Kendrick Smith (Perimeter) gave the astrophysics seminar today. He talked about non-Gaussianity. Various impressive things in his talk. One was the fact that they can measure, at high signal-to-noise, even four-point functions in the Planck data, and confidently see expected deviations from the Gaussian. This may be the only data set in the physical sciences in which a four-point function can be measured at very high precision. Another impressive thing is that, in the context of various inflationary scenarios (in which small non-Gaussian effects arise), he can evaluate the probability of a non-Gaussian initial condition, and therefore use MCMC to generate a realization. He is thinking in terms of initializing n-body simulations, but this is also critical for CMB data analysis: It means, potentially, that he could do full, non-approximate inference of inflationary parameters given the CMB data. It was a great talk, filled with good ideas about using very good mathematical physics to tractably connect theory to observations.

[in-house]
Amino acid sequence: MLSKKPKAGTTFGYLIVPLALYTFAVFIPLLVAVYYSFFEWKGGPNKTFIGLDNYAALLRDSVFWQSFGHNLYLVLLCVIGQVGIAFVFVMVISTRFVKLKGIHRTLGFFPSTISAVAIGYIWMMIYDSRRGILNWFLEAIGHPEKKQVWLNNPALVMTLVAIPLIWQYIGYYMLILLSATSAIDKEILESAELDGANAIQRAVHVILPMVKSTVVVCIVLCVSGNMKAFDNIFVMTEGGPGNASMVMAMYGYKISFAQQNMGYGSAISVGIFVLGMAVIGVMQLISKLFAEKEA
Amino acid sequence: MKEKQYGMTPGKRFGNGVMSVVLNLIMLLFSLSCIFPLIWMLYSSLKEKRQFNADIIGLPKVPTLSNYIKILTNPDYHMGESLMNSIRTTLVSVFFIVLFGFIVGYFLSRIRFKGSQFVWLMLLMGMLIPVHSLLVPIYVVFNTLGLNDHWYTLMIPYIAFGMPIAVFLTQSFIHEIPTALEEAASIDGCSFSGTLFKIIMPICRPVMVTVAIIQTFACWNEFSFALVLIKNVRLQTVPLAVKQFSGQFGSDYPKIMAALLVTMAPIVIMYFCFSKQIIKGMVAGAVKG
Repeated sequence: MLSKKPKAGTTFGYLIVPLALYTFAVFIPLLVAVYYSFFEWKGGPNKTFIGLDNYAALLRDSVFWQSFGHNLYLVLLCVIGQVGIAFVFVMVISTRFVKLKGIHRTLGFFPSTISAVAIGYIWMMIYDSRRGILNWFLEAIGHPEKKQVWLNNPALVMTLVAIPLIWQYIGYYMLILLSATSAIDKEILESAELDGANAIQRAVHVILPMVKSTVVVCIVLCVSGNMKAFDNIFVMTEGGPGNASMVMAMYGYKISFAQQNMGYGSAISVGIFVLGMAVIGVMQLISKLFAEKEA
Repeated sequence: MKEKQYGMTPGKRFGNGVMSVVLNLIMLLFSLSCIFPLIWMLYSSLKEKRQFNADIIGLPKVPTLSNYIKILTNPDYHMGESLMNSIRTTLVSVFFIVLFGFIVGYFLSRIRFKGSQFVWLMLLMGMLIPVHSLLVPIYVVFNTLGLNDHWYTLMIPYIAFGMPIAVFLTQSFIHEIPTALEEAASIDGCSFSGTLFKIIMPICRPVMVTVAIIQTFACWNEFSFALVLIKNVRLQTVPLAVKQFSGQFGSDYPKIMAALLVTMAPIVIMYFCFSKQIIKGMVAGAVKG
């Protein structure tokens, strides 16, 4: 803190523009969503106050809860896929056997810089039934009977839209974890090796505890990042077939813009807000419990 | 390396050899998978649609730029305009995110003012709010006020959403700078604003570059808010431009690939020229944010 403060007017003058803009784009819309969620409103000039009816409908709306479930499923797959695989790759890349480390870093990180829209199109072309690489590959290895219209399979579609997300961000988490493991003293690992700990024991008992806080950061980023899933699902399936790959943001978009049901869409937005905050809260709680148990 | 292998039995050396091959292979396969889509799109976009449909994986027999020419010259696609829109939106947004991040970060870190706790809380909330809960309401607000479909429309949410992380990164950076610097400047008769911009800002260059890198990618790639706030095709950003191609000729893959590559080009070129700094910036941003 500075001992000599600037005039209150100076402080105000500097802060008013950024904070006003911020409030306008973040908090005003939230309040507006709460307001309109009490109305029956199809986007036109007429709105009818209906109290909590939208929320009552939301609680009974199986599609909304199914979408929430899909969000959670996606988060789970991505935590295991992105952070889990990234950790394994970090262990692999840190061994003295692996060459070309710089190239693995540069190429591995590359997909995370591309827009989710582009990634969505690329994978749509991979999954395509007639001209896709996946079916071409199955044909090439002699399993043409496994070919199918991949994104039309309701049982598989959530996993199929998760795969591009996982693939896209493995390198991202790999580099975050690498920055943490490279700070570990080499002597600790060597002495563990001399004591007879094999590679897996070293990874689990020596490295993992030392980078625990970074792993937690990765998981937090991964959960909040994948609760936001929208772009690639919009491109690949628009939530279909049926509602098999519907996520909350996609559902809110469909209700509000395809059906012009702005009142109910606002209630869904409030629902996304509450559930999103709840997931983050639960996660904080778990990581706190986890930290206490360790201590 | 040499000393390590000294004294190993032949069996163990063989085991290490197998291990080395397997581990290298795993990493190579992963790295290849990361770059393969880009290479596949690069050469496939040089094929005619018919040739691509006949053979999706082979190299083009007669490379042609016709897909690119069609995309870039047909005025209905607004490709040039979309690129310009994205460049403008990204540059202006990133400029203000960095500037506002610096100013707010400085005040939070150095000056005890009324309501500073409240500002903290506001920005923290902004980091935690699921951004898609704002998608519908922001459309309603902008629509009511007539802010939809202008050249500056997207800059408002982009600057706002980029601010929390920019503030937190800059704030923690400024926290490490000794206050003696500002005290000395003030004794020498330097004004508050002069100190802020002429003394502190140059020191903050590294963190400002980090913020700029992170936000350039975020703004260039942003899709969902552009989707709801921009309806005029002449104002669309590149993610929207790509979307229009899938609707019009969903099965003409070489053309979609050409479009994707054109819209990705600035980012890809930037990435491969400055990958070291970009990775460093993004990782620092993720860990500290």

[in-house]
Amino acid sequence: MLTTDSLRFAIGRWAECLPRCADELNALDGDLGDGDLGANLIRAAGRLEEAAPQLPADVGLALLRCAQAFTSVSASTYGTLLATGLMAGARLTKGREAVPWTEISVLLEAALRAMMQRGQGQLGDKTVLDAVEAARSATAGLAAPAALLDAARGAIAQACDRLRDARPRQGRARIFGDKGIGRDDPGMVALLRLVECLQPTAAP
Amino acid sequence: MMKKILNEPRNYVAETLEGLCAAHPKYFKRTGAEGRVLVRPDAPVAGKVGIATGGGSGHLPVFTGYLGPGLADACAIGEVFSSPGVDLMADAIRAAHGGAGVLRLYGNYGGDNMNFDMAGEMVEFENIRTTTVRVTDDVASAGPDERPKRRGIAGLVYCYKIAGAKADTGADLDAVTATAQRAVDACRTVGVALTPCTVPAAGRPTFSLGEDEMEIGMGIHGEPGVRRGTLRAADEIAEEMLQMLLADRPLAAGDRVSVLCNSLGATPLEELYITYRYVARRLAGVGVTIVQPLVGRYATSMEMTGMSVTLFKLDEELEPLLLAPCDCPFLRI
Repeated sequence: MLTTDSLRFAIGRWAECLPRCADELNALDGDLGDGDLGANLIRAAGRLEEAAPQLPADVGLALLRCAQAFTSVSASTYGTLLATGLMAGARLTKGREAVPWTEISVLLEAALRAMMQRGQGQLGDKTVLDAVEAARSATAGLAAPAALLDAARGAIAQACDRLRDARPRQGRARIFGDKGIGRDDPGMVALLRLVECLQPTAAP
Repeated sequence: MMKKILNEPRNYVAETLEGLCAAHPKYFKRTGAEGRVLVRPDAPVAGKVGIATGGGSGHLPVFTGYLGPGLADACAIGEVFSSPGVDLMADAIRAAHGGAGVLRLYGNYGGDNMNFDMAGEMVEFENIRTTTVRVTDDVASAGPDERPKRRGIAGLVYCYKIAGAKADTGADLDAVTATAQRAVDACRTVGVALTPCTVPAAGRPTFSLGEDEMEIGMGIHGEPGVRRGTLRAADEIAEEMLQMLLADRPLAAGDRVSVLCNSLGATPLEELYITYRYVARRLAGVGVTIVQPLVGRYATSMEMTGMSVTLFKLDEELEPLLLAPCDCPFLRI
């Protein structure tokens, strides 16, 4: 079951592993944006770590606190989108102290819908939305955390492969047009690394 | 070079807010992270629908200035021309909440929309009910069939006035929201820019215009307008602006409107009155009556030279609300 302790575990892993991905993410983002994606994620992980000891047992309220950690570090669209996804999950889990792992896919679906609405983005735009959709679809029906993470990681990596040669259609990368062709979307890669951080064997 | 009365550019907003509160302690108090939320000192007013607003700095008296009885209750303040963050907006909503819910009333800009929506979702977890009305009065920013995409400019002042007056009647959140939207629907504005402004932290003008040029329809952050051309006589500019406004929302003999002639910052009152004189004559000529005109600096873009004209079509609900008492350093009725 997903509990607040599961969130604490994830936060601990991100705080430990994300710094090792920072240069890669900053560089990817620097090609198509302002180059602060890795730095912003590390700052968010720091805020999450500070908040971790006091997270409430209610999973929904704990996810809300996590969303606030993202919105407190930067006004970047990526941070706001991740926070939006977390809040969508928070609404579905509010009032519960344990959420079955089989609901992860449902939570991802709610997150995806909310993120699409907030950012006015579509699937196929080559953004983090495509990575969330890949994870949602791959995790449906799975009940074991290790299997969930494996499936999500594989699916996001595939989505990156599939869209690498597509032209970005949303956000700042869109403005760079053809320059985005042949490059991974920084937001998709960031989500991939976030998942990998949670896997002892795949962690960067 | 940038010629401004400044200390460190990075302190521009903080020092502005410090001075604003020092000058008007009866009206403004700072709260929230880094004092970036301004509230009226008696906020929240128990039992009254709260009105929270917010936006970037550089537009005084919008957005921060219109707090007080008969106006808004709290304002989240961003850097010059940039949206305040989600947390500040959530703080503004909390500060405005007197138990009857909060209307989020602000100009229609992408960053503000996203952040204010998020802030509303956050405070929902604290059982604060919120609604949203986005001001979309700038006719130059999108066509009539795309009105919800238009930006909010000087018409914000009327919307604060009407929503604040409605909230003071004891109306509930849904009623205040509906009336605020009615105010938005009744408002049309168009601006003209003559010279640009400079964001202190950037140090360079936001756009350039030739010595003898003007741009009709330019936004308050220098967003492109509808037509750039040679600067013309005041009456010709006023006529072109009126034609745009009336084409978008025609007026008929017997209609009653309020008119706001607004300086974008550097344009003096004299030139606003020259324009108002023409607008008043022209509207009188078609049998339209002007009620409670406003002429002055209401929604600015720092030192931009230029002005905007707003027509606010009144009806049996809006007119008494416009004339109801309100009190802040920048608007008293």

At group meeting, Sanderson asked us about potential statistics we could be using to see the effect of dark-matter substructure on old accreted stellar debris in the Milky Way. She is thinking about hot, old structures, not cold, young streams. In the afternoon, Malz and I talked about redshift likelihoods and photometric redshifts and the overlaps between what we have been thinking about and HETDEX with the thought that he might be able to become a collaborator on that project, given his past work there.